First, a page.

33. Service Sector • The service sector has witnessed a major boom and has contributed both employment and income over the years. • Major sectors which have contributed are trading, transportation, communication, financial, real-estate and business services. • The service sector now accounts more than half of the GDP. • One of the key service industries in India will be health and education - and it is in these fields that Canada can assist and develop effective trade and training footholds. • There are also opportunities in sectors like Media, Entertainment and Retailing.

  34. Tips for Doing Business in India • Make your technology, management as a part your business proposal. Technology keeps on changing and implementing changes should be the part of the business proposal. • Training is the part of management and the business proposal must provide training opportunities in India and also in Canada • Public and private sectors need different approaches. Private sector takes quick and fast decision regarding a project. As in Canada, the public sector is slower in making a decision because a number of Ministries are involved in giving clearance and approval to a project. • Developing a proposal for the public sector needs a detailed analysis as how it will and how many people will benefit from your project or your service and how it will enhance the overall quality of life and economic situation of the people.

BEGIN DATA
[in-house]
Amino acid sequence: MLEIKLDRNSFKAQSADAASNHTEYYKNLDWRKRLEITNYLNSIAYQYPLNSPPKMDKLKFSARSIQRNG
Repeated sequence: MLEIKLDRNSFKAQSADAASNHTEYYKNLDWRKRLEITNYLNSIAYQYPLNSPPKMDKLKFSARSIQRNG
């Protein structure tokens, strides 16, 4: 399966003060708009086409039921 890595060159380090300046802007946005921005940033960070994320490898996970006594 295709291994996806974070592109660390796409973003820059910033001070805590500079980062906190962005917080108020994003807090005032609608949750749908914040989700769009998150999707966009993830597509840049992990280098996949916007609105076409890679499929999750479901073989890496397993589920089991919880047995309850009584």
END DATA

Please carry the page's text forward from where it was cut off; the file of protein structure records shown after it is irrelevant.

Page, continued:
35. Tips for Doing Business in India • Establish a more co-operative approach at the centre and state government, highlighting the cost benefits in your proposal. • Try not to do every thing from Canada. Face to face meetings are crucial in developing business relationships and trust. Western concepts and off-the-shelf solutions do not work in India, targeted and client specific proposals and solutions do. • Opening up local offices is expensive. Qualified staff salaries are relatively high by Indian standards. It is suggested that to keep qualified staff one can offer a basic salary and profit sharing along with the medical coverage to the employees and their families. • Domestic market is flourishing therefore, while pricing your product do not ignore domestic competition.